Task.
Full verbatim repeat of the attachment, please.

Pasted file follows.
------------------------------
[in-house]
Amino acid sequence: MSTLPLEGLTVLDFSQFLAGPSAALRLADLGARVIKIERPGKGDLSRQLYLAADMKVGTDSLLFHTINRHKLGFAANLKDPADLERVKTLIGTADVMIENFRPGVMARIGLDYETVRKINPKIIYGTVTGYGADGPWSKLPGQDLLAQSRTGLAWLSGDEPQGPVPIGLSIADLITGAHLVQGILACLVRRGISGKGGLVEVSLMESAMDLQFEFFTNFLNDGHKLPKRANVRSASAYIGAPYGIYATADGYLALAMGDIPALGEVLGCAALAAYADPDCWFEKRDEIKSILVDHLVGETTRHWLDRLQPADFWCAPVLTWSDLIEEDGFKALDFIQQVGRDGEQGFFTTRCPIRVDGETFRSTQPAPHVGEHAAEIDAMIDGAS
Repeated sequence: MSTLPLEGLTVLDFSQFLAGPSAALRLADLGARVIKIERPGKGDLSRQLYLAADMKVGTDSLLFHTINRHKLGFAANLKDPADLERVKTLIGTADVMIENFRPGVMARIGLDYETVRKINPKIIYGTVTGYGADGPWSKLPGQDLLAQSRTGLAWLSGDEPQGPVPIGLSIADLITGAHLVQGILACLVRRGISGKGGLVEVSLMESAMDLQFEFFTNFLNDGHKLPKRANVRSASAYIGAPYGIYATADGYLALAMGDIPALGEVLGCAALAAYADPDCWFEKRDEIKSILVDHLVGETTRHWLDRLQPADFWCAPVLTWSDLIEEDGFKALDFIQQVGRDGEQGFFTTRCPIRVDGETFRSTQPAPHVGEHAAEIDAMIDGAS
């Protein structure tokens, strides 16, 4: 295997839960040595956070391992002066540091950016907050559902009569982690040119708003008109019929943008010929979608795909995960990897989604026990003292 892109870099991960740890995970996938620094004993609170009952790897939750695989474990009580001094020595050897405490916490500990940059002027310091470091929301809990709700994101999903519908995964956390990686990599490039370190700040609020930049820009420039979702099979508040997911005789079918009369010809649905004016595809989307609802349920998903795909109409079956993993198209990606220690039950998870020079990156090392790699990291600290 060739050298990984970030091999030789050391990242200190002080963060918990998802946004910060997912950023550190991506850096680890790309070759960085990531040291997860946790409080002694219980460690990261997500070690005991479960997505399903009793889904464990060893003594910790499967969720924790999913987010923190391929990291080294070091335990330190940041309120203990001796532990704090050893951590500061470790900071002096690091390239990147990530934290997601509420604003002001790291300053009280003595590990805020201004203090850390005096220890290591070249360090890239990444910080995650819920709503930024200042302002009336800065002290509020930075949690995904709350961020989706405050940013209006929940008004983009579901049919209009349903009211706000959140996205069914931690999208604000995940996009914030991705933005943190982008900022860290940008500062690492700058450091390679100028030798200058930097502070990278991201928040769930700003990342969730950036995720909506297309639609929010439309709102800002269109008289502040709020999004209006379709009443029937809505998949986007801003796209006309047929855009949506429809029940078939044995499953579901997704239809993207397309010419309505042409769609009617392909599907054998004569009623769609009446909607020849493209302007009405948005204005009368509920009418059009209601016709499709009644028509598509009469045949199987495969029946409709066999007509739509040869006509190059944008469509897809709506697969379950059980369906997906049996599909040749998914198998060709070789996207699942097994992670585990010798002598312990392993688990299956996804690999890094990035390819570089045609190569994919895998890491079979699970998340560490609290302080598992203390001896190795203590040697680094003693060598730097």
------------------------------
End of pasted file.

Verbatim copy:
[in-house]
Amino acid sequence: MSTLPLEGLTVLDFSQFLAGPSAALRLADLGARVIKIERPGKGDLSRQLYLAADMKVGTDSLLFHTINRHKLGFAANLKDPADLERVKTLIGTADVMIENFRPGVMARIGLDYETVRKINPKIIYGTVTGYGADGPWSKLPGQDLLAQSRTGLAWLSGDEPQGPVPIGLSIADLITGAHLVQGILACLVRRGISGKGGLVEVSLMESAMDLQFEFFTNFLNDGHKLPKRANVRSASAYIGAPYGIYATADGYLALAMGDIPALGEVLGCAALAAYADPDCWFEKRDEIKSILVDHLVGETTRHWLDRLQPADFWCAPVLTWSDLIEEDGFKALDFIQQVGRDGEQGFFTTRCPIRVDGETFRSTQPAPHVGEHAAEIDAMIDGAS
Repeated sequence: MSTLPLEGLTVLDFSQFLAGPSAALRLADLGARVIKIERPGKGDLSRQLYLAADMKVGTDSLLFHTINRHKLGFAANLKDPADLERVKTLIGTADVMIENFRPGVMARIGLDYETVRKINPKIIYGTVTGYGADGPWSKLPGQDLLAQSRTGLAWLSGDEPQGPVPIGLSIADLITGAHLVQGILACLVRRGISGKGGLVEVSLMESAMDLQFEFFTNFLNDGHKLPKRANVRSASAYIGAPYGIYATADGYLALAMGDIPALGEVLGCAALAAYADPDCWFEKRDEIKSILVDHLVGETTRHWLDRLQPADFWCAPVLTWSDLIEEDGFKALDFIQQVGRDGEQGFFTTRCPIRVDGETFRSTQPAPHVGEHAAEIDAMIDGAS
């Protein structure tokens, strides 16, 4: 295997839960040595956070391992002066540091950016907050559902009569982690040119708003008109019929943008010929979608795909995960990897989604026990003292 892109870099991960740890995970996938620094004993609170009952790897939750695989474990009580001094020595050897405490916490500990940059002027310091470091929301809990709700994101999903519908995964956390990686990599490039370190700040609020930049820009420039979702099979508040997911005789079918009369010809649905004016595809989307609802349920998903795909109409079956993993198209990606220690039950998870020079990156090392790699990291600290 060739050298990984970030091999030789050391990242200190002080963060918990998802946004910060997912950023550190991506850096680890790309070759960085990531040291997860946790409080002694219980460690990261997500070690005991479960997505399903009793889904464990060893003594910790499967969720924790999913987010923190391929990291080294070091335990330190940041309120203990001796532990704090050893951590500061470790900071002096690091390239990147990530934290997601509420604003002001790291300053009280003595590990805020201004203090850390005096220890290591070249360090890239990444910080995650819920709503930024200042302002009336800065002290509020930075949690995904709350961020989706405050940013209006929940008004983009579901049919209009349903009211706000959140996205069914931690999208604000995940996009914030991705933005943190982008900022860290940008500062690492700058450091390679100028030798200058930097502070990278991201928040769930700003990342969730950036995720909506297309639609929010439309709102800002269109008289502040709020999004209006379709009443029937809505998949986007801003796209006309047929855009949506429809029940078939044995499953579901997704239809993207397309010419309505042409769609009617392909599907054998004569009623769609009446909607020849493209302007009405948005204005009368509920009418059009209601016709499709009644028509598509009469045949199987495969029946409709066999007509739509040869006509190059944008469509897809709506697969379950059980369906997906049996599909040749998914198998060709070789996207699942097994992670585990010798002598312990392993688990299956996804690999890094990035390819570089045609190569994919895998890491079979699970998340560490609290302080598992203390001896190795203590040697680094003693060598730097």